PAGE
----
Obsessive-compulsive disorder (OCD) is prevalent and severe, affecting approximately 2% of the population worldwide and producing substantial morbidity even when optimally treated. Serotonin reuptake inhibitors (SRIs) form the mainstay of pharmacotherapy for the disorder;serotonin agonists can exacerbate symptoms;and genetic studies suggest that abnormalities in the serotonin system may contribute to the disorder. However, the nature of any disruption in serotoninergic modulation in OCD remains poorly understood. The 5-HT1B receptor may play a critical role in this regard: the 5-HT1B/1D agonist sumatriptan has been shown to exacerbate OCD symptoms in several studies;and a number of genetic investigations have provided suggestive evidence that a polymorphism in the 5-HT1B gene is associated with OCD risk. 5-HT1B agonists disrupt prepulse inhibition (PPI), a measure of sensorimotor gating that is attenuated in OCD (as well as in several other neuropsychiatric conditions), in animals;and this disruption is ameliorated by chronic treatment with SSRIs - which is standard treatment for OCD. We hypothesize that functional abnormalities of the 5-HT1B receptor contribute to OCD. Measurement of this receptor in vivo in humans has been impossible until very recently, with the development and characterization at Yale of a novel positron emission tomography (PET) ligand, [11C] P943, with nanomolar affinity and good specificity for the 5-HT1B receptor. We propose to image 5-HT1B receptors by [11C] P943 PET in 15 medication-free, non-depressed OCD patients and 15 matched controls. This PET investigation will be enhanced by linking it to two OCD-relevant functional measures. First, we will assess symptom severity in all patients, using the Yale-Brown Obsessive-Compulsive Scale (Y-BOCS). The Y-BOCS was developed in our clinic in the 1980s and remains the gold-standard instrument for rating OCD symptoms. Second, we will assess PPI in all patients and controls. PPI has been shown to be blunted in patients with OCD. While it is not specific - it is also blunted in Tourette syndrome and schizophrenia, among other conditions - it is unique among candidate OCD endophenotypes in that it has been shown, in studies in animals, to be impaired by 5-HT1B agonists. This leads us to hypothesize that 5-HT1B receptor abnormalties may be linked to both OCD symptomatology and to blunted PPI;we expect PPI to correlate negatively with 5- HT1B binding potential. By investigating the 5-HT1B receptor in vivo in humans with OCD and seeking to correlate it with functional measures, we believe that this study will provide important new insight into the dysregulation of serotoninergic neurotransmission in this disorder. This investigation will thereby inform neurobiological models of this prevalent disorder. Through such advances, new treatments can be developed to aid the substantial minority of patients who receive little benefit from existing therapies.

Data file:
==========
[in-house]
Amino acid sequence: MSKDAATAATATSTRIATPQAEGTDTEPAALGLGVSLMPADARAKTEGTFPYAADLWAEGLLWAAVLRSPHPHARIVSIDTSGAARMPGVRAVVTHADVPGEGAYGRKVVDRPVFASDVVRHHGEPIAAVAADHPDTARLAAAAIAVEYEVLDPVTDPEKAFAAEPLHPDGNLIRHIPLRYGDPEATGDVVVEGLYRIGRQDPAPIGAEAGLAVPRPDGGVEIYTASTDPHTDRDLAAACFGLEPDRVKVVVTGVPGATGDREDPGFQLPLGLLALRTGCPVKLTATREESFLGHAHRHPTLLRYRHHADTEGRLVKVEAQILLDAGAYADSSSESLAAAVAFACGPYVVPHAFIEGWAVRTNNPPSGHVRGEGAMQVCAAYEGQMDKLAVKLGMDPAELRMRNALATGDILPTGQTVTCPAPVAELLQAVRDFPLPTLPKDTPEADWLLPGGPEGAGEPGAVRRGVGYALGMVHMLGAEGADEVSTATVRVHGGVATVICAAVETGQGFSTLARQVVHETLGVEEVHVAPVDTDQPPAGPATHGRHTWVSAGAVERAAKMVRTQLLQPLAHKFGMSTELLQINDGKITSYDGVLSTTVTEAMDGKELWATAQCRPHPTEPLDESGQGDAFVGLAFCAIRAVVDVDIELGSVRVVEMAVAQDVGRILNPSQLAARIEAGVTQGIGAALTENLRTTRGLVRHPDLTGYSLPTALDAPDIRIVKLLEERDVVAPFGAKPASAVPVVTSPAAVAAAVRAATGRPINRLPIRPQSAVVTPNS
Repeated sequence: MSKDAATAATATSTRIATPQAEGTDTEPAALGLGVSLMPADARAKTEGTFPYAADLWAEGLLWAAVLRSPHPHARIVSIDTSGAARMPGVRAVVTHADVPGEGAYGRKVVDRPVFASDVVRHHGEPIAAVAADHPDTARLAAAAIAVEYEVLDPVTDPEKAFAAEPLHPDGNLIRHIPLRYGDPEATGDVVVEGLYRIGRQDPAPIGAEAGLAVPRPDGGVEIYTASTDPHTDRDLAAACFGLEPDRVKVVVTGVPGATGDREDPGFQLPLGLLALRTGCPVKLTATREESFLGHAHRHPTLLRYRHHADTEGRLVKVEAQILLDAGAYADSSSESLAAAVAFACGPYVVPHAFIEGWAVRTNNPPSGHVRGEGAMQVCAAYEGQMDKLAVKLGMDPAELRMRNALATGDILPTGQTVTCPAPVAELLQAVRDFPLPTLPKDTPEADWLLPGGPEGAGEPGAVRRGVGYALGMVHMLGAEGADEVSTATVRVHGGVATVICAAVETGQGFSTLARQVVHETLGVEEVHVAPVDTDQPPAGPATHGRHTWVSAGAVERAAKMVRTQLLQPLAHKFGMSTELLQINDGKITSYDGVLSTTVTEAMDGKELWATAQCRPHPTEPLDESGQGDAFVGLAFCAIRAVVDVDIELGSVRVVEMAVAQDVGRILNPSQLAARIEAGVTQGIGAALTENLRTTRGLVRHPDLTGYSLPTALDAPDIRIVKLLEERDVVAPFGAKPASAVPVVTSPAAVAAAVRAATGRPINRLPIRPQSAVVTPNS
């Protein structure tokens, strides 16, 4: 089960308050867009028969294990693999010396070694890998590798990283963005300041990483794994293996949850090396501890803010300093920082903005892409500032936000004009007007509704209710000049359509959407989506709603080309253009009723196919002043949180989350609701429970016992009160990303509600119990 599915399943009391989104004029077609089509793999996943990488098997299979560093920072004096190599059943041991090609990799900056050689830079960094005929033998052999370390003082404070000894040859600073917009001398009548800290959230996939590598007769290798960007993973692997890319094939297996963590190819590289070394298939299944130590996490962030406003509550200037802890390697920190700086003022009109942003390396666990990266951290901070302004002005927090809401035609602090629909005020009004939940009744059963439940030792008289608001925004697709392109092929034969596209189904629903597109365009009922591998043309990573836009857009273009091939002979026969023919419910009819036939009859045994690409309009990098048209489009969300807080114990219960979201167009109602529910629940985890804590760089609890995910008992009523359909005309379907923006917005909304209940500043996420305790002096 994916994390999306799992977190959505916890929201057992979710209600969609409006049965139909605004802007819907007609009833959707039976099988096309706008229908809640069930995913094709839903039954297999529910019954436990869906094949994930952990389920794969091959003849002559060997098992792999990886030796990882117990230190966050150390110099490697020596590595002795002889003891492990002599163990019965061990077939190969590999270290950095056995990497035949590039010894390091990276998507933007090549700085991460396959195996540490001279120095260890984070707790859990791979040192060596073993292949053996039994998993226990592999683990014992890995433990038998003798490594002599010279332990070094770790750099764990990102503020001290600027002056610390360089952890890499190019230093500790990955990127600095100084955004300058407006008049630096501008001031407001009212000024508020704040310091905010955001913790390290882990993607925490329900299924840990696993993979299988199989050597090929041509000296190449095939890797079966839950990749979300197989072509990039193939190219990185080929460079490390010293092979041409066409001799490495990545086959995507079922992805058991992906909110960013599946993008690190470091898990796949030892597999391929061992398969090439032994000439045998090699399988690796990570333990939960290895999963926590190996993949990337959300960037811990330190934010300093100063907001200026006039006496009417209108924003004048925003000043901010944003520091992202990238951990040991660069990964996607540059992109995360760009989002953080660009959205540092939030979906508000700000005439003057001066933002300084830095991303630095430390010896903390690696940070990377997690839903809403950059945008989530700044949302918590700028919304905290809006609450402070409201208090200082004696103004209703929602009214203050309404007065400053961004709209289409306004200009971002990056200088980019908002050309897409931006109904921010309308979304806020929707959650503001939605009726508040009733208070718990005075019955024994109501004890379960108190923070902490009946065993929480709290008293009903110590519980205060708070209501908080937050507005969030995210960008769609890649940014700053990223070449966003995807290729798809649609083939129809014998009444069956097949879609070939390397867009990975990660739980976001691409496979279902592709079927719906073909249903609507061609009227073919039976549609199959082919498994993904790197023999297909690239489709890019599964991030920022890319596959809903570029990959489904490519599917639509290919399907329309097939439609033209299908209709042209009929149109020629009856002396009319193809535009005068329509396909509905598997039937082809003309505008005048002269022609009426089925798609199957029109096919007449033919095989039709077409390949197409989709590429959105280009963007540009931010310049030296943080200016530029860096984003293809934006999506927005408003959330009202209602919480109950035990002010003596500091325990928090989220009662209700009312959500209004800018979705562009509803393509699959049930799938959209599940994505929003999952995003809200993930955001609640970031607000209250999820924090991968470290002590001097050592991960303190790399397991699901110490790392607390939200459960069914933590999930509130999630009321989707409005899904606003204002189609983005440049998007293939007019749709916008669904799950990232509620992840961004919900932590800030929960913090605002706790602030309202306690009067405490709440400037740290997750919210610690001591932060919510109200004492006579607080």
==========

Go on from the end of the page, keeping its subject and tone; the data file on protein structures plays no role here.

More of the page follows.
Public Health Relevance

Obsessive-compulsive disorder (OCD) is common and leads to profound suffering;it can be treated with medications that target serotonin, but many patients get little benefit from this or other established treatments. We will examine a particular brain receptor for serotonin, the 5-HT1B receptor, in the brains of patients with OCD, using positron emission tomography. Better understanding of abnormalities in the serotonin system in OCD will pave the way for new pharmacological treatments of this severe neuropsychiatric disorder.

National Institute of Health (NIH)
National Institute of Mental Health (NIMH)
Exploratory/Developmental Grants (R21)
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Neural Basis of Psychopathology, Addictions and Sleep Disorders Study Section (NPAS)
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Rumsey, Judith M
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Yale University
Schools of Medicine
New Haven
United States
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Pittenger, Christopher; Adams Jr, Thomas G; Gallezot, Jean-Dominique et al. (2016) OCD is associated with an altered association between sensorimotor gating and cortical and subcortical 5-HT1b receptor binding. J Affect Disord 196:87-96
Pittenger, Christopher (2011) Pathophysiological modeling of obsessive-compulsive disorder: challenges, and progress. Biol Psychiatry 70:1002-3